Outsourcing logistics operations is an upward trend in the UK, with the UK Logistics sector now seeing revenues of £55bn per year. If you are one of the many companies that are considering outsourcing their logistics operations to a 3rd party logistics provider (3PL), or retendering their existing outsourced operations, here are five key points that you should consider.
Firstly, it’s important to remember that you are buying a service and not a commodity. Be realistic with your savings target (if that is one of your drivers). The 3rd party logistics industry, especially for transport, is a low margin high volume market. Each provider is exposed to a very similar cost base in terms of assets, people and fuel.
Unless you are looking at straight forward transport lane rates, don’t focus simply on a like-for-like cost comparison, but rather focus on the business fit and potential savings that the provider can bring through innovation. On like-for-like comparisons, given the parity of costs in the logistics industry, savings of less than 5% are the reality. However, giving the providers opportunity to innovate may bring significantly higher savings combined with the potential to improve service.
It is through innovation that 3PLs will aim to differentiate. This may come in the form of a total network redesign, added value services or utilisation of different fleet profiles and warehouse configurations. To design these changes, it is critically important that the 3PLs are provided with accurate and meaningful data to model their solutions against.
It is also important to identify in advance what are the fixed ‘non-negotiable’ elements of your supply chain and what elements are open for change. A complete change to the fleet profile, or relocation of a warehouse, may not be viable if you have just entered into long-term lease contracts. Ensure you supply the provider with visibility of your commitments, alongside operational data, and furthermore, ensure you provide sufficient time in the tender process for modelling of multiple scenarios.
Modelling logistics operations takes time and careful analysis. To facilitate this, you need to ensure that sufficient time is allocated to the logistics tendering process. Give the 3PLs every opportunity to model and assess all potential scenarios, and ensure that there is an opportunity for them to question and validate the data and information you have provided.
The market for outsourced logistics is growing at a rapid rate and consequently tender opportunities that 3PLs are presented with are numerous. It is ill-advised to approach the market with a tender timeline that is too short. This may not only preclude some 3PLs from responding, but it may also compromise the solution design and ultimately the integrity and cost of the solutions offered.
You are buying a service and consequently a working partnership. As part of the tendering process, you need to ensure that you meet the key operational team that will implement and manage the contract on your behalf. It’s important that you can build a relationship with the operational team. Also, you need to understand the culture of the 3PL – how well do they look after their staff? How good are they at staff retention? How do they train and develop people? This is important, the last thing you want is a revolving door of people coming in to manage your logistics contract.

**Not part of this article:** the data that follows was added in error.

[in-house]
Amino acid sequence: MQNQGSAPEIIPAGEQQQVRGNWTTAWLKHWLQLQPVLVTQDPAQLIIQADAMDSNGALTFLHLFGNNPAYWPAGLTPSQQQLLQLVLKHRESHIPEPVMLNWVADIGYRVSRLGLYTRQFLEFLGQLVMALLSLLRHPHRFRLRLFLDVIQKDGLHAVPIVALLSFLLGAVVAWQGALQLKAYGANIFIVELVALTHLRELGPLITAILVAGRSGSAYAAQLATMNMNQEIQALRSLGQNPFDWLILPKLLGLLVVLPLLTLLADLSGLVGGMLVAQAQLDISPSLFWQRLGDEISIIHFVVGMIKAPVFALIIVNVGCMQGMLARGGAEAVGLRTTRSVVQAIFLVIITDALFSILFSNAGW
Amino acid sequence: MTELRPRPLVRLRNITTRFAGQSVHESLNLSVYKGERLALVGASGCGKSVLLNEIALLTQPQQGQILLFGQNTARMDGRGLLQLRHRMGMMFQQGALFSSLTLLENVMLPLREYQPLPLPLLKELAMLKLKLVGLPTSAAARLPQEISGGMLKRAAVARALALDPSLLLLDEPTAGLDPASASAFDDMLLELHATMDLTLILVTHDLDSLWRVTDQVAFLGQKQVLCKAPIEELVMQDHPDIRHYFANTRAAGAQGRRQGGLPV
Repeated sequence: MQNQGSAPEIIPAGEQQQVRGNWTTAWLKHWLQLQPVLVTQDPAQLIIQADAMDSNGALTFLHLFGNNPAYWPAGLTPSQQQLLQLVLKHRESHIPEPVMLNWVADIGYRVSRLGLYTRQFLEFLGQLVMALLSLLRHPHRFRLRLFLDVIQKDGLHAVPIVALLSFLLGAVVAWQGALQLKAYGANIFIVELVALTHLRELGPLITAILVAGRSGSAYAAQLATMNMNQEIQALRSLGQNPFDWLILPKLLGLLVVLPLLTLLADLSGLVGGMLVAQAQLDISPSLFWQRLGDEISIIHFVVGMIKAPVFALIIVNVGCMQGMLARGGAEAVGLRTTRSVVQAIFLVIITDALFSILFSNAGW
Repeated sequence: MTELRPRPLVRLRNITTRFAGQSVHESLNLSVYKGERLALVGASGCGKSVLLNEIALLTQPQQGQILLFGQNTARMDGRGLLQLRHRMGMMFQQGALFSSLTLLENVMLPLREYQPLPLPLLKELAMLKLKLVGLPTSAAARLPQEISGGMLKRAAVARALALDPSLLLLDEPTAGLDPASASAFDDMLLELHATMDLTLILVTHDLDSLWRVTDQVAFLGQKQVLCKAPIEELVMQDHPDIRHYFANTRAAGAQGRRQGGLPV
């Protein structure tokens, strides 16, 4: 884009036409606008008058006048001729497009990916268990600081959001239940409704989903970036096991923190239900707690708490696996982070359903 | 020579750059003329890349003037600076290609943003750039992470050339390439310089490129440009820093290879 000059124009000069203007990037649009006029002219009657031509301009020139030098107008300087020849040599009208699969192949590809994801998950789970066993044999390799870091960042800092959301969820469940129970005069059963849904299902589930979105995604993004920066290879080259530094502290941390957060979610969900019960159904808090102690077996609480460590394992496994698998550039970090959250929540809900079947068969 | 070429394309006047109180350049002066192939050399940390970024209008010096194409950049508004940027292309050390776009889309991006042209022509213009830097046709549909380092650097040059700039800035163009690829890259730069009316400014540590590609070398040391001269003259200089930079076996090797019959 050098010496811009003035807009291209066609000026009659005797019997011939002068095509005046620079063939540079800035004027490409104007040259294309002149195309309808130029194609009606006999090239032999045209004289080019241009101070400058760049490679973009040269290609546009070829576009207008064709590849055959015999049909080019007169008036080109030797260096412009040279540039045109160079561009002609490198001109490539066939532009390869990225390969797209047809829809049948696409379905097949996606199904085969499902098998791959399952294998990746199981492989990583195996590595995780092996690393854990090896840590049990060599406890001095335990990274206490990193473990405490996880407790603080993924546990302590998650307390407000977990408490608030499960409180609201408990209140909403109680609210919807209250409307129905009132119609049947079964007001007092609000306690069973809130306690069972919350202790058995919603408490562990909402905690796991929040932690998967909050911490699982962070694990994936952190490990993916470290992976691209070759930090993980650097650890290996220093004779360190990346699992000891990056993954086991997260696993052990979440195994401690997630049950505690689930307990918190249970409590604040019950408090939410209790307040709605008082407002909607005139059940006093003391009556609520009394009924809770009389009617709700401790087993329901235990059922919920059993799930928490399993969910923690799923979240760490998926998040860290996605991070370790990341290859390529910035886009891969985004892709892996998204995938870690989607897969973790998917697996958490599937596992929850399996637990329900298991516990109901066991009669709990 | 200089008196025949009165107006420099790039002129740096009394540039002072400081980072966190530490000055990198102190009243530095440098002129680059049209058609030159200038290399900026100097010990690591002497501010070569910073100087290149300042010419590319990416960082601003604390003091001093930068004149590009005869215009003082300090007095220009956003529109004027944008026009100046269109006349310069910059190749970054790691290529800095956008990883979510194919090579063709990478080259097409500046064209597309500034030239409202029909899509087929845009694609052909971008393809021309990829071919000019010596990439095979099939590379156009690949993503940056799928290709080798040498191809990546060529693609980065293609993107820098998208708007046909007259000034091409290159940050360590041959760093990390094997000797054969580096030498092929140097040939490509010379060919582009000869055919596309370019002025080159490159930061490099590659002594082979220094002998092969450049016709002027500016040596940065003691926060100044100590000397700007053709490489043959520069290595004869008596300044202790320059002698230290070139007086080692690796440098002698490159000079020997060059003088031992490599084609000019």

Remember, the business development team who model and submit the proposal are unlikely to be the same team that implements and manages the contract. In the shortlisting process make sure you meet the operational team and get their feedback on the viability of the solution being offered. It’s not uncommon for a business development team to overpromise, so make sure the operations team are 100% behind the solution.
Never assume that the provider has done their numbers correctly, mistakes happen. Designing logistics operations can be a complex process and errors in analysis or incorrect assumptions happen regularly. It’s too easy to think, especially within a fixed price arrangement, that if the provider has made errors it is their problem. It is, but it will fast become your problem when the provider loses focus on your operation or is financially forced to breach contract.
Of course, due diligence applies not only to the 3PLs analysis, but also to the operational data that you have supplied. Check this data, and then check it again. Does it truly reflect the realities of your business? Are there exceptional events within the data? The number one reason for failure in 3PL contracts is due to solutions being designed against inaccurate operational data.
Here at Paul Trudgian we have extensive experience of both logistics solution design and managing logistics outsource tenders. We also hold an extensive database of logistics providers, and we have a comprehensive understanding of provider abilities across all sectors. If you would like to discuss how we can support your business in tendering logistics operations, please contact one of our consulting team today.